Felix Salmon has a post about occupational licensing where he says a lot that I want to disagree with. First, he claims that licensing probably decreases inequality:
…broadly speaking, the more constraints you have on a profession, the less likely you are to see massive inequality within that profession. If you got rid of licensing for profession X, you’d see many more low-paid Xs than you do right now, and you’d also see a significant uptick in earnings at the very top of the X profession. It’s a second-order effect, to be sure, but I’m pretty sure that at the margin, licensing helps to reduce inequality.
Yes, licensing may reduce inequality within a particular occupation, but it’s just as likely that it increases inequality overall. Licensing creates an up front cost to enter a profession. This means that those who will be pushed out of the profession by these laws are those who are least able to say, take 6 months to go without working while undergoing training and pay for requisite classes, which are of course are going to be individuals with less economic resources overall. So you’re taxing those who are credit constrained, those who need to work full-time to support their family, single-parent families, etc. in order to benefit those who can overcome such constraints and thus have more economic resources at their disposal. Do you think this will increase or decrease inequality?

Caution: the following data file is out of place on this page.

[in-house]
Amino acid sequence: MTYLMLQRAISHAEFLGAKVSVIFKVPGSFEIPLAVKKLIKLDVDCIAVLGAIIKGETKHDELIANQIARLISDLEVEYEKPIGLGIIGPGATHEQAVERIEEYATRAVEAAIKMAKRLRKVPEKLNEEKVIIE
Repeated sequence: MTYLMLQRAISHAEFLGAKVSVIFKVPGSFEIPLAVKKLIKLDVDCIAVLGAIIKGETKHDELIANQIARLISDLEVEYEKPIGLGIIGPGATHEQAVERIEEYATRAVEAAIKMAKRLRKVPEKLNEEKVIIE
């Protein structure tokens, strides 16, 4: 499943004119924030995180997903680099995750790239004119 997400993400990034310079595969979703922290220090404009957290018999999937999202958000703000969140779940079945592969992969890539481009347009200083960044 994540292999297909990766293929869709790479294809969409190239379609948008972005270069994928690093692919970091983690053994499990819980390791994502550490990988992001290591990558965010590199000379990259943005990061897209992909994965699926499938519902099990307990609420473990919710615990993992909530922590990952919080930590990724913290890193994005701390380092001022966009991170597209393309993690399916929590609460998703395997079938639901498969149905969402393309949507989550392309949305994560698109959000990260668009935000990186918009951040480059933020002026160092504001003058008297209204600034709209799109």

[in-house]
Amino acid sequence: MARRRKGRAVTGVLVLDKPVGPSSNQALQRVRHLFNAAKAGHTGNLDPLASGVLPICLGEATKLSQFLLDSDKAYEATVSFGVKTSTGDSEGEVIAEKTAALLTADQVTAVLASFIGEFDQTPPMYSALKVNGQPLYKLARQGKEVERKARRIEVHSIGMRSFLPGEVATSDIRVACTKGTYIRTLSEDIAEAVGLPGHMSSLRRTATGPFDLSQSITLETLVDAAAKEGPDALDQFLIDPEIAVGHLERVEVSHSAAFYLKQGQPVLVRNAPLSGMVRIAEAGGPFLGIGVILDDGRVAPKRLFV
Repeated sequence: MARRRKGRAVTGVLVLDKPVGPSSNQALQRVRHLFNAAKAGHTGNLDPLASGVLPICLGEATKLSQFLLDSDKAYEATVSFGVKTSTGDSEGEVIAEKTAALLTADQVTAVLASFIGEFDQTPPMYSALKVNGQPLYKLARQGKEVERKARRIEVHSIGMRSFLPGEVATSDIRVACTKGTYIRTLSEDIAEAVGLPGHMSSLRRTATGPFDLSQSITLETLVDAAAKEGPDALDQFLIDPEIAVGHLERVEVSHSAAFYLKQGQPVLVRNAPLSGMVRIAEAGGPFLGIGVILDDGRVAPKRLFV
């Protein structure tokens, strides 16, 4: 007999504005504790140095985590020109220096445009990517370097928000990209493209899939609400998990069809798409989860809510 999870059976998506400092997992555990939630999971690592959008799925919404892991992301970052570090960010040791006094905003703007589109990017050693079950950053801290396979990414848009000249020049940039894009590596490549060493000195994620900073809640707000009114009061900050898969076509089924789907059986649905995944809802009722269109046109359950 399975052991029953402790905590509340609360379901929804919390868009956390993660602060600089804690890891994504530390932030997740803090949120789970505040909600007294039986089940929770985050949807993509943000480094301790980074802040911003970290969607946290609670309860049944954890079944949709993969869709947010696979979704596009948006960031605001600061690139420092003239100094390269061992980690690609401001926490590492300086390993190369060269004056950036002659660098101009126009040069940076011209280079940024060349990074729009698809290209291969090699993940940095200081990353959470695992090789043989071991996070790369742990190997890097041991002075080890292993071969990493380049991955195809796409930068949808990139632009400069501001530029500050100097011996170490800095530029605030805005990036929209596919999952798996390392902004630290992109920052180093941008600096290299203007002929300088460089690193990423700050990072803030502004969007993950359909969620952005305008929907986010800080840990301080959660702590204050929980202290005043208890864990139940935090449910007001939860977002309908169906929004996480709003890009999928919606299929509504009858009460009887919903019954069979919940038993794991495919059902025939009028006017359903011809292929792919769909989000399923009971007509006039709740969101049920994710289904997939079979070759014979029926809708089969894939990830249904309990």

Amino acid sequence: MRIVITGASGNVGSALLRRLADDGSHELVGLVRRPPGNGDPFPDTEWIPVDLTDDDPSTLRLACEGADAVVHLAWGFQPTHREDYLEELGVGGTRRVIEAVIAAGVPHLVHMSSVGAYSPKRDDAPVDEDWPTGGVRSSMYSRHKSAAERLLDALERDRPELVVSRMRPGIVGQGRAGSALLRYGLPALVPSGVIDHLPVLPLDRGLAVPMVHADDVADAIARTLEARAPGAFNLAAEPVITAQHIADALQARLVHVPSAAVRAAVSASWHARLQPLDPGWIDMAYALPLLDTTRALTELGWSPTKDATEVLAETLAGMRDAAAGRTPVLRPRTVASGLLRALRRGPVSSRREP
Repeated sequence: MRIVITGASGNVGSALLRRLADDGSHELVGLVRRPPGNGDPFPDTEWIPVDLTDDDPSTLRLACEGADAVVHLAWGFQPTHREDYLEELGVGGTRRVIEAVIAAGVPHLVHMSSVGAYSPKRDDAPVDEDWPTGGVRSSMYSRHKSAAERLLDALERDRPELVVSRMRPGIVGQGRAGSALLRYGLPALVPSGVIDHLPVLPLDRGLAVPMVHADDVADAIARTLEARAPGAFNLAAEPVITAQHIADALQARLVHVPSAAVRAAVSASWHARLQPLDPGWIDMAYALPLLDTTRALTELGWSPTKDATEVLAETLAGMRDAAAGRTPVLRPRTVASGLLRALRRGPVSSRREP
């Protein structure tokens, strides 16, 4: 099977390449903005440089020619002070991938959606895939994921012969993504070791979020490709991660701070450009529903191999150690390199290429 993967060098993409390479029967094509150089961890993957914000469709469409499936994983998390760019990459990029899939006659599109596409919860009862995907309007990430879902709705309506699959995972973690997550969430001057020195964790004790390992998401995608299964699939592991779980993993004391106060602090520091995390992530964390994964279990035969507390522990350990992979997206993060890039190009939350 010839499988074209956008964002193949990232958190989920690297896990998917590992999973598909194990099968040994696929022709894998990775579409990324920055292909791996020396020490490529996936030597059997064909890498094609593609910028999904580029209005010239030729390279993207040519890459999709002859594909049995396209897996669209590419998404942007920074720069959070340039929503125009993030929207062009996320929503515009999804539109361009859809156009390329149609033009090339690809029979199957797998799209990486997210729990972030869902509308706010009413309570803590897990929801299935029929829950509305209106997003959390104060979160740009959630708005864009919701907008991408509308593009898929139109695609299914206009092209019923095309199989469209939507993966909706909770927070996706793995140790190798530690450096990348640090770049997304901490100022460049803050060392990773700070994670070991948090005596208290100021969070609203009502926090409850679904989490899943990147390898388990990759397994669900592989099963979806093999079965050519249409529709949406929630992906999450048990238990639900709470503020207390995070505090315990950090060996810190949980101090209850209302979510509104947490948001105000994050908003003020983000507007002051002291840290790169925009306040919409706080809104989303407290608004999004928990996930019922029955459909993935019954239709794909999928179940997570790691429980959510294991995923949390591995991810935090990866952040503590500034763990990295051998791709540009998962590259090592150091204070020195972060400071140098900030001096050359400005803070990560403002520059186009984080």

In addition, everyone pushed out of a skilled job with a license is pushed into a lower wage job, increasing the supply of workers and driving down wages. The woman who can’t get a job as a masseuse because she’s a single mother -with a knack for massage- instead has to work as a hotel maid, which drives down wages of hotel maids. These laws systematically push people out of more skilled jobs into lower skilled ones, decreasing the labor supply in the former and increasing it in the latter.
To use a more broad and likely more common example, the higher than necessary levels of education required by licensing boards to become health professionals make it more expensive to enter these professions and pushes out those most responsive to these prices, which are again going to be the worst off economically.
Felix also argues the following:
But at the same time I think they are, in a sense, a form of worker protection which is acceptable to Republicans — think of them as unions for people who hate unions. And that’s not entirely a bad thing.